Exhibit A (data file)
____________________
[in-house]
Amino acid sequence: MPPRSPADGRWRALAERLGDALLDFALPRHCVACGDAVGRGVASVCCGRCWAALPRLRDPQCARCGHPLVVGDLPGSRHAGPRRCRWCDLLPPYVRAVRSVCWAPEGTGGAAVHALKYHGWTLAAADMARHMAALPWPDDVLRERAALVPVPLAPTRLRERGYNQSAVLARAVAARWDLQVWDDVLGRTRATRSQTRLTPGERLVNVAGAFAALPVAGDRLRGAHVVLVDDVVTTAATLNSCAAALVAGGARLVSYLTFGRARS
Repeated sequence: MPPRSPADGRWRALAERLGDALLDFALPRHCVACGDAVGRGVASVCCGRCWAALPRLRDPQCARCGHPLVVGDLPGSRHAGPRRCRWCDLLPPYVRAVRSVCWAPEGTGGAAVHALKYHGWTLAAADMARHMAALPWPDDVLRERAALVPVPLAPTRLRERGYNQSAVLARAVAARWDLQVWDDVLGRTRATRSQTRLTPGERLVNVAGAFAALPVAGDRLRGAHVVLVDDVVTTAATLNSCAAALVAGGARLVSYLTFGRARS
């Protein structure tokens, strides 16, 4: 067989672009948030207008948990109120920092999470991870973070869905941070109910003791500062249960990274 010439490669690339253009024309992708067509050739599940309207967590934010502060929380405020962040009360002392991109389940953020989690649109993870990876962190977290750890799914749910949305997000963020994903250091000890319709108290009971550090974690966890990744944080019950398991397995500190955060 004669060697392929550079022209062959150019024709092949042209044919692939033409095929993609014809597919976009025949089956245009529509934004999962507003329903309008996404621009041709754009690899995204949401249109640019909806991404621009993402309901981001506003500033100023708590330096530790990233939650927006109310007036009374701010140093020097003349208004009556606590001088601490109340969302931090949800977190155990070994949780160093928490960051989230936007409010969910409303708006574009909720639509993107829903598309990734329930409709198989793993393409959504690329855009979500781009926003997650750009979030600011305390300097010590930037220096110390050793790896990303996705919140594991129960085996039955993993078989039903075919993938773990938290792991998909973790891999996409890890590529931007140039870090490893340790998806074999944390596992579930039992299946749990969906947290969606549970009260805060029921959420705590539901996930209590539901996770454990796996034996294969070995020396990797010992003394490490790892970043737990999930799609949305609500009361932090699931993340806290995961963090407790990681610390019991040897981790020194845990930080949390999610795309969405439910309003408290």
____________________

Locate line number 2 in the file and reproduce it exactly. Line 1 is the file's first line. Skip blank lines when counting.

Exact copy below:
Amino acid sequence: MPPRSPADGRWRALAERLGDALLDFALPRHCVACGDAVGRGVASVCCGRCWAALPRLRDPQCARCGHPLVVGDLPGSRHAGPRRCRWCDLLPPYVRAVRSVCWAPEGTGGAAVHALKYHGWTLAAADMARHMAALPWPDDVLRERAALVPVPLAPTRLRERGYNQSAVLARAVAARWDLQVWDDVLGRTRATRSQTRLTPGERLVNVAGAFAALPVAGDRLRGAHVVLVDDVVTTAATLNSCAAALVAGGARLVSYLTFGRARS